Emotion Association and Sentiment Analysis

The Knowledge Project

On the Knowledge Project, a lot of the conversation fell into a ‘trust’ emotion. Almost 400 words. Words like wisdom, wealth, thoughtful, etc.

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Plot of Shane Parrish and Naval: Distinct Emotions

On a percentage basis, both trust and anticipation outweigh any of the other emotions.

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The sentiment scatterplot is below, with most of the conversation remaining positive over time.

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The average sentiment of the conversation was 0.077, the most ‘negative’ out of all of the conversations.

The most positive sentence:

If you can be more right, more rational, and that’s one of the reasons why I love your blog because it really focuses on helping you be more right, better decision-making, more rational, then you’re going to get nonlinear returns in your life

The Joe Rogan Podcast

For the Joe Rogan podcast, there was much more anticipation and joy, relative to trust. Trust still dominated.

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There was a more even dispersion across the emotional spectrum too, with a decent amount of fear (~10%) interjected into the conversation.

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An equal amount of sadness and anger was represented here too, but the conversation was relatively positive.

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The conversation was very positive in terms of sentiment, scoring 0.0985.

This was the most positive sentence: Very professional, very quick, very thorough but he did more diligence on me than I did on him

The Tim Ferris Show

Tim Ferriss and Naval had a very trustful conversation.

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There was more trust, more anticipation here — this podcast was very similar to the conversation Naval had with Shane Parrish, according to this distribution.

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There was an average sentiment of 0.0901.

The most positive sentence: Most of the ways we try to get peace from mind are indirect, whereas if you understand things if you see things properly you will naturally slowly develop peace from mind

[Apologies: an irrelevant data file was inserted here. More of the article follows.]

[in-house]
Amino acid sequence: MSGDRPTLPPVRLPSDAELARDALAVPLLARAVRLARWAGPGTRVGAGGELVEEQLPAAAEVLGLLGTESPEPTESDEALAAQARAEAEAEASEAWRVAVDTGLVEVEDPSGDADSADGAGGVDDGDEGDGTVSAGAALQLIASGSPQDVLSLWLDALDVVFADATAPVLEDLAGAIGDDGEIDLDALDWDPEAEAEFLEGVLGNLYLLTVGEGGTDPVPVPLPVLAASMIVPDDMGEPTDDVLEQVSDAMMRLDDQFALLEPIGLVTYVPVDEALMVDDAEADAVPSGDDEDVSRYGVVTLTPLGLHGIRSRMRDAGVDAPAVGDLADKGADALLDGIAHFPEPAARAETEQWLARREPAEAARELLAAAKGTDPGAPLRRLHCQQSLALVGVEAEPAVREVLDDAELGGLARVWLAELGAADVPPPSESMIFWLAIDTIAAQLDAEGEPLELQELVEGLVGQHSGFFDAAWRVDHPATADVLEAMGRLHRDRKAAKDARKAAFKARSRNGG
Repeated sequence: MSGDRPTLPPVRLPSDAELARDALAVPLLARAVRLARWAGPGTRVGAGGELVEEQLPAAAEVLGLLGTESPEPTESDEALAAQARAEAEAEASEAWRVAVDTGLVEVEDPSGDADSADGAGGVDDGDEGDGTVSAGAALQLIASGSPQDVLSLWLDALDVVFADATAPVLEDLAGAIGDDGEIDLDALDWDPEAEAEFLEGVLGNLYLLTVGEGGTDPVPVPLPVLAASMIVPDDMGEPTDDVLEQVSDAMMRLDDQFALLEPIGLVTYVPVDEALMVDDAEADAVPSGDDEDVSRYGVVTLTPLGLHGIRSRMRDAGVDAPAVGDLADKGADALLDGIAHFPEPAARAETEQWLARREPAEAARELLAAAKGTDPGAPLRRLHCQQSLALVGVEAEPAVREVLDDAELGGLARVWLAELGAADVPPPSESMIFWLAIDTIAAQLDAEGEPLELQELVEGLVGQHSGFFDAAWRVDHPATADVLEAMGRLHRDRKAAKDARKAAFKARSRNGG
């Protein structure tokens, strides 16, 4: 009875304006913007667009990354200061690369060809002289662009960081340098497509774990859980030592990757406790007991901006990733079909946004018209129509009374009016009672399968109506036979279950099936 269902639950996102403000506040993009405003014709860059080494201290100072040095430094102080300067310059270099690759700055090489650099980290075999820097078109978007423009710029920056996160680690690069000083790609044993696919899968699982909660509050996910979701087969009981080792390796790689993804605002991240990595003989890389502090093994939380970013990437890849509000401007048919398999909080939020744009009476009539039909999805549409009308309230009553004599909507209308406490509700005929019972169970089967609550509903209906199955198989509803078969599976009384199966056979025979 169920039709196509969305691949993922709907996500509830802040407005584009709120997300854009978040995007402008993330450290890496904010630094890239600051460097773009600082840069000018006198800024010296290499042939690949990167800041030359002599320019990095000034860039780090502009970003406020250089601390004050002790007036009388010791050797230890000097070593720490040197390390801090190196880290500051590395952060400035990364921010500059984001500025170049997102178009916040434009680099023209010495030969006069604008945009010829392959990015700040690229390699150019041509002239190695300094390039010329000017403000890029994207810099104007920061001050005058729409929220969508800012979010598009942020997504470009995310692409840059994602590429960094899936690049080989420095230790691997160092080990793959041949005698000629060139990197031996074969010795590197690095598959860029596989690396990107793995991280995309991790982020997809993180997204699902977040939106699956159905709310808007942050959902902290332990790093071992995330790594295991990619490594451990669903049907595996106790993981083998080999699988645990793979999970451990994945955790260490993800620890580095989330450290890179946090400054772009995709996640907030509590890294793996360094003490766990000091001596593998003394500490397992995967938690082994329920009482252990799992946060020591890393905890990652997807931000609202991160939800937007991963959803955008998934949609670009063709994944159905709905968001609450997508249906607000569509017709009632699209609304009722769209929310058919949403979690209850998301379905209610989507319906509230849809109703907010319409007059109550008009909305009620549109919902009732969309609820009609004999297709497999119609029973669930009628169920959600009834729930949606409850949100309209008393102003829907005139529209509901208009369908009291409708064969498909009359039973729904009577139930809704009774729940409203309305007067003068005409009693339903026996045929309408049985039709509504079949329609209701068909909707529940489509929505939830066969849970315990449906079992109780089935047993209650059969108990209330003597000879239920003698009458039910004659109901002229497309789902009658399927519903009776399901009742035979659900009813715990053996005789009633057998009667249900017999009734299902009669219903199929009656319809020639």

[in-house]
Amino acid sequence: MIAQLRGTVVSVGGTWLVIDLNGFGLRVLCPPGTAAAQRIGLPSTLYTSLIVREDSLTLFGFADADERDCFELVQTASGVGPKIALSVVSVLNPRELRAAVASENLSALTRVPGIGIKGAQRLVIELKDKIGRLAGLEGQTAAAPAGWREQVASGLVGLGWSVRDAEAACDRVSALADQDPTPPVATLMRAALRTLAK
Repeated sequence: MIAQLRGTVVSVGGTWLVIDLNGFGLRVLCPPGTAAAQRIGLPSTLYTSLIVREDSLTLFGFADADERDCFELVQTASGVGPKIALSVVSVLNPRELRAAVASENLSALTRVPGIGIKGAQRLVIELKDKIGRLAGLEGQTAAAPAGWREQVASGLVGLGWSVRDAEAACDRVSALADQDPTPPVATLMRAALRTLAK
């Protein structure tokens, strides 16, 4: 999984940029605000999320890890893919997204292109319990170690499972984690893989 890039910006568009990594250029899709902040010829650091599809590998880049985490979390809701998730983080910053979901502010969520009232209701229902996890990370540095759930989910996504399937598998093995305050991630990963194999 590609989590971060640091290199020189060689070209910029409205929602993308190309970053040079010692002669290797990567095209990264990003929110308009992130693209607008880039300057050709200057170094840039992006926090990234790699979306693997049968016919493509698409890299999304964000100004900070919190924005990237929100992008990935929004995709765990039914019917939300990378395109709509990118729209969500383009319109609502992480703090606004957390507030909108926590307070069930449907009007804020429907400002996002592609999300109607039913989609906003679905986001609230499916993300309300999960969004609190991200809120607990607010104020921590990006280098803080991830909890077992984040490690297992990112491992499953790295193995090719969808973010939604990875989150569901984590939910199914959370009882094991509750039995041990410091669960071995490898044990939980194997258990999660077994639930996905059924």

Most negative: “So you have to ruthlessly, ruthlessly disappoint everybody”

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The Podcasts

The Knowledge Project

The Knowledge Project has an interesting word frequency distribution, with the most common words in the podcast descriptions being ‘author’, ‘making’, ‘can’, ‘learning’, ‘life’ and ‘world’.

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Econ Talks

Econ Talks was another top podcast, with the word University the most prominent (likely due to the interviewee’s job title) as well as argues, author, book, and policy.

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The Tim Ferris Show

The Tim Ferris Show was lessons, life, master, and building.

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Joe Rogan didn’t have descriptive podcast names (just the names of the interviewees) so no word cloud for JRE.


There is power in trust. There is a thin line between a good podcast and a great podcast, and the interviewee is 85% of that. A good interviewer is just as important — someone who lets the interviewee talk, but also contributes to the conversation meaningfully.

Conveying trust + anticipation (hope) seems to be a strong combination for a successful podcast (at least for Naval).

I will also highlight that in this dataset, there was a lack of diversity, both in terms of race, gender, age, etc. I’ve included some excellent podcasts below for even more thought and perspective. Please comment any below!

3 responses to “Natural Language Processing and Naval: The Art of the Podcast”

  1. I love your statistical analysis of human behavior.


  2. […] piece of writing you’ve seen last week was an article by Kyla Scannon on natural language processing of podcasts’ content. The article specifically […]